If you don’t think teaching is suitable for you, think about your talents and interests as this can be a fantastic way to volunteer! Art projects, I have seen amazing projects set up by artists, photographers and dancers. The sense of pride that one feels when they finish a project and can show it off is such an amazing confidence builder. Art classes, dance class, small performances, these are also creating happy memories and wonderful ways to share your talents. This is a perfect option for short term volunteers and many NGOs will ask whether you have specific talents you would like to share.
This is an example of what I mean! It is a parody of Gangnam Style done by performed by 160 children from the slums of Phenom Phen. I love it!!!
Also, along these lines is sport. Kids love to play sport and a short term sport camp would be an amazing experience for children. It’s great exercise and a lot of fun.
IT and social media is another area where volunteers can make a big difference. Most office staff in NGOs are so busy they don’t have the time or know-how to keep their websites updated. Teaching the staff how to use the internet effectively, how to update blogs and websites will help keep their organisation in the lime light.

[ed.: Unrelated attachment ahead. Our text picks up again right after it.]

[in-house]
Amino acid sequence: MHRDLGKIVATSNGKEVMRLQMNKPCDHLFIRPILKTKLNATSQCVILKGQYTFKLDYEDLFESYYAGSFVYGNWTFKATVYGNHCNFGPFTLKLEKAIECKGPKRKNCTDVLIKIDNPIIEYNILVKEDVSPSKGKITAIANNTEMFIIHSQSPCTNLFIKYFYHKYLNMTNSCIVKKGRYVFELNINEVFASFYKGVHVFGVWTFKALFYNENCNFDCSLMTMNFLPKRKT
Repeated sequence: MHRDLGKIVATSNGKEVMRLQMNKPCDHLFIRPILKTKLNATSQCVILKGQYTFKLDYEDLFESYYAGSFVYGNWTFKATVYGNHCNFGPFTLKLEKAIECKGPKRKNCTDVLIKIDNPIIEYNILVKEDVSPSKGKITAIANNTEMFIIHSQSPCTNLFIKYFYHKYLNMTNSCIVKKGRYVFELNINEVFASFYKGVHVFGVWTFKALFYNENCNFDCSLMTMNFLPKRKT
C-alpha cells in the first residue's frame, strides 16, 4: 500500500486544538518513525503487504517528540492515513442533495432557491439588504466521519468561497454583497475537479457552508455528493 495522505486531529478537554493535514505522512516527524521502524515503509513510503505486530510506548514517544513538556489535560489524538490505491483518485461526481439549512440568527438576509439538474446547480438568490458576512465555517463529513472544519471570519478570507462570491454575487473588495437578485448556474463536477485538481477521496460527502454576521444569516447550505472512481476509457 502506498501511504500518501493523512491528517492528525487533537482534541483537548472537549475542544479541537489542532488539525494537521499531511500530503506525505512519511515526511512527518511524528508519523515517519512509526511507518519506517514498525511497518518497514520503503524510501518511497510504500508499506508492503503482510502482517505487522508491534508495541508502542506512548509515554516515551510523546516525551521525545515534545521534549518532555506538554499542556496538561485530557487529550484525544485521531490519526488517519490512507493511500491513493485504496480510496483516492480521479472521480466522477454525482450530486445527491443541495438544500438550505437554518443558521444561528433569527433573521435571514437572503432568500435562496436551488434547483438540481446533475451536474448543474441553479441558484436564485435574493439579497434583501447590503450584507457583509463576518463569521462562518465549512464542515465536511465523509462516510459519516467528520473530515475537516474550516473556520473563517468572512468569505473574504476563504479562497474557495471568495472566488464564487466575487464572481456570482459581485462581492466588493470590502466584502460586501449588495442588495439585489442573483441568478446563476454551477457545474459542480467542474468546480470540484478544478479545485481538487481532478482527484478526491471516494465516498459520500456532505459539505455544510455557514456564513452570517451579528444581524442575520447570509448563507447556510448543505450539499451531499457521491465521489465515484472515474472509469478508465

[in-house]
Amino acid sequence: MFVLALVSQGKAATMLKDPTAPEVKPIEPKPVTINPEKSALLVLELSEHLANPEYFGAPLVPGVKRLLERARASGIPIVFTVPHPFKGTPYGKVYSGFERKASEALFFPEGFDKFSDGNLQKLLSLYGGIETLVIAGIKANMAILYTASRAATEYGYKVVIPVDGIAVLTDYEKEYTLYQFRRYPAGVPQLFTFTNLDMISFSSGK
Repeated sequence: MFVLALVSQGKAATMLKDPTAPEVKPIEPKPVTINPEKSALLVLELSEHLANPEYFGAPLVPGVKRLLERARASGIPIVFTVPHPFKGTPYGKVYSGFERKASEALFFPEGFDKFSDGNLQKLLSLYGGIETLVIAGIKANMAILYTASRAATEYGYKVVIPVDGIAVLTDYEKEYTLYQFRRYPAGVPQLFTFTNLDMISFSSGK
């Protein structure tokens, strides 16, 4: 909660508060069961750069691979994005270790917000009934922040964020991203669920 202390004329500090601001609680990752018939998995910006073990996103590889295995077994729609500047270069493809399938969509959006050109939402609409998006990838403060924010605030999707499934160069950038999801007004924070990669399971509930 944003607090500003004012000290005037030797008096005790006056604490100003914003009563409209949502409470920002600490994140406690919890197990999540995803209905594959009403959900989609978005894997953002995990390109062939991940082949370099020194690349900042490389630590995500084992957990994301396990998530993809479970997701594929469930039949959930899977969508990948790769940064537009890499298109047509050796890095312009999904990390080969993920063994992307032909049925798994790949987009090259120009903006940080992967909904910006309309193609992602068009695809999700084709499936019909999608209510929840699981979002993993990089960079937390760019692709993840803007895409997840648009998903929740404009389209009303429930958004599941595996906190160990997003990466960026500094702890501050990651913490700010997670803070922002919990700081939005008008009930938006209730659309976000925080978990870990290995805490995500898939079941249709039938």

Fundraising and event planning is another excellent way to make a real difference.. Fundraising and event planning can be done both from your home country, and wherever you volunteer. If you have experience in sales and marketing, PR, customer service or event planning at home, this is the perfect way for you to make a real difference! NGOs and projects will always need more money, and this way you can use the skills you already have to help them, you can also teach locals and staff the basics so they can continue after you leave. The aim of development is to enable the locals to help themselves.
Volunteers play an integral role in the survival of development projects and do amazing work. My aim is to just help potential volunteers to choose the right project, to maximize their efforts and to avoid any counterproductive activities.